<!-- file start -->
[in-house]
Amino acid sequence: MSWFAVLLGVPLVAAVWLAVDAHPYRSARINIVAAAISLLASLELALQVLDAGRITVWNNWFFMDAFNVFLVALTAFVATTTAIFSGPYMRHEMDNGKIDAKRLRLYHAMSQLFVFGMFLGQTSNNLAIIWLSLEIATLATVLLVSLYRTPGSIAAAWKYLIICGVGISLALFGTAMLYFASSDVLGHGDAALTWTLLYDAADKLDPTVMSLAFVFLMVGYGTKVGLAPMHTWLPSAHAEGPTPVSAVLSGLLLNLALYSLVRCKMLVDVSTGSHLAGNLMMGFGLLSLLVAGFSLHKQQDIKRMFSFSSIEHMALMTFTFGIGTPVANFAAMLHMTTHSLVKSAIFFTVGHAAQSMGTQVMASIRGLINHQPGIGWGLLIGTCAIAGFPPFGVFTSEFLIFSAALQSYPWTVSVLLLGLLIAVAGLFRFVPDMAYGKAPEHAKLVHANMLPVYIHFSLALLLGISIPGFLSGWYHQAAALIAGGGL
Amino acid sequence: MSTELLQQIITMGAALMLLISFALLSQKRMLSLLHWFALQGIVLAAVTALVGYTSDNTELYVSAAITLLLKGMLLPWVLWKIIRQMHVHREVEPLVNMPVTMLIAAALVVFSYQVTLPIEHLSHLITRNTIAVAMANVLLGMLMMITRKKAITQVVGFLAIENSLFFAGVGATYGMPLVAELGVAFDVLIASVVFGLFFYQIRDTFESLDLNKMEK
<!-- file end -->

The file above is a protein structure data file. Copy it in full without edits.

[in-house]
Amino acid sequence: MSWFAVLLGVPLVAAVWLAVDAHPYRSARINIVAAAISLLASLELALQVLDAGRITVWNNWFFMDAFNVFLVALTAFVATTTAIFSGPYMRHEMDNGKIDAKRLRLYHAMSQLFVFGMFLGQTSNNLAIIWLSLEIATLATVLLVSLYRTPGSIAAAWKYLIICGVGISLALFGTAMLYFASSDVLGHGDAALTWTLLYDAADKLDPTVMSLAFVFLMVGYGTKVGLAPMHTWLPSAHAEGPTPVSAVLSGLLLNLALYSLVRCKMLVDVSTGSHLAGNLMMGFGLLSLLVAGFSLHKQQDIKRMFSFSSIEHMALMTFTFGIGTPVANFAAMLHMTTHSLVKSAIFFTVGHAAQSMGTQVMASIRGLINHQPGIGWGLLIGTCAIAGFPPFGVFTSEFLIFSAALQSYPWTVSVLLLGLLIAVAGLFRFVPDMAYGKAPEHAKLVHANMLPVYIHFSLALLLGISIPGFLSGWYHQAAALIAGGGL
Amino acid sequence: MSTELLQQIITMGAALMLLISFALLSQKRMLSLLHWFALQGIVLAAVTALVGYTSDNTELYVSAAITLLLKGMLLPWVLWKIIRQMHVHREVEPLVNMPVTMLIAAALVVFSYQVTLPIEHLSHLITRNTIAVAMANVLLGMLMMITRKKAITQVVGFLAIENSLFFAGVGATYGMPLVAELGVAFDVLIASVVFGLFFYQIRDTFESLDLNKMEK